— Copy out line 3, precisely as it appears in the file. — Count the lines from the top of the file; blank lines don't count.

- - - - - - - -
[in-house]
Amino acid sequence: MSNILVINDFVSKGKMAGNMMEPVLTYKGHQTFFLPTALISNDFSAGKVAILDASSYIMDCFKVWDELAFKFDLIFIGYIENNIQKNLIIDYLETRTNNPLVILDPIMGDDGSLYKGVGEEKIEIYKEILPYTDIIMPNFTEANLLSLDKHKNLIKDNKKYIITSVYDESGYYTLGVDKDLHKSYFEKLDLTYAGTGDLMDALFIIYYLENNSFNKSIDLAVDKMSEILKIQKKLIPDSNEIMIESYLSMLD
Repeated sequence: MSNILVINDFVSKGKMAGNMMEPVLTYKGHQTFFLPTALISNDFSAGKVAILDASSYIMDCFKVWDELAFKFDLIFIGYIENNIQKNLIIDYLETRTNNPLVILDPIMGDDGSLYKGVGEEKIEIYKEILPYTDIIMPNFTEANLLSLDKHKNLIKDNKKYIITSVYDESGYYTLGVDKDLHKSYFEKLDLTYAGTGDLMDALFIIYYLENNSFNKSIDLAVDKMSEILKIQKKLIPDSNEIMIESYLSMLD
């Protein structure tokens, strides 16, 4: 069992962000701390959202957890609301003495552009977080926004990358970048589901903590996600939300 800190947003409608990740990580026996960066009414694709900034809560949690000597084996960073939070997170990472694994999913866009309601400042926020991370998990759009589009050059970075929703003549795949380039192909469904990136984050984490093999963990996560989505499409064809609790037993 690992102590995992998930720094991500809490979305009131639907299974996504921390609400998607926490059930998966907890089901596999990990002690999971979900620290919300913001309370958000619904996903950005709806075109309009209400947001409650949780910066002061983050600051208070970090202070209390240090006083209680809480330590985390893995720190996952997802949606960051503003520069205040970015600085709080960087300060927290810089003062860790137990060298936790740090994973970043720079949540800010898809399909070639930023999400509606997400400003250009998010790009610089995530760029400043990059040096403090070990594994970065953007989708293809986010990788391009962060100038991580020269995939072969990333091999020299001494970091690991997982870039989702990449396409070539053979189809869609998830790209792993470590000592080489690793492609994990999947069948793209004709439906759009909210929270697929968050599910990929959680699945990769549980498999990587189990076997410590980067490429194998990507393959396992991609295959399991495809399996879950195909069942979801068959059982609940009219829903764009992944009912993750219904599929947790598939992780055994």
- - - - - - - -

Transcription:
Repeated sequence: MSNILVINDFVSKGKMAGNMMEPVLTYKGHQTFFLPTALISNDFSAGKVAILDASSYIMDCFKVWDELAFKFDLIFIGYIENNIQKNLIIDYLETRTNNPLVILDPIMGDDGSLYKGVGEEKIEIYKEILPYTDIIMPNFTEANLLSLDKHKNLIKDNKKYIITSVYDESGYYTLGVDKDLHKSYFEKLDLTYAGTGDLMDALFIIYYLENNSFNKSIDLAVDKMSEILKIQKKLIPDSNEIMIESYLSMLD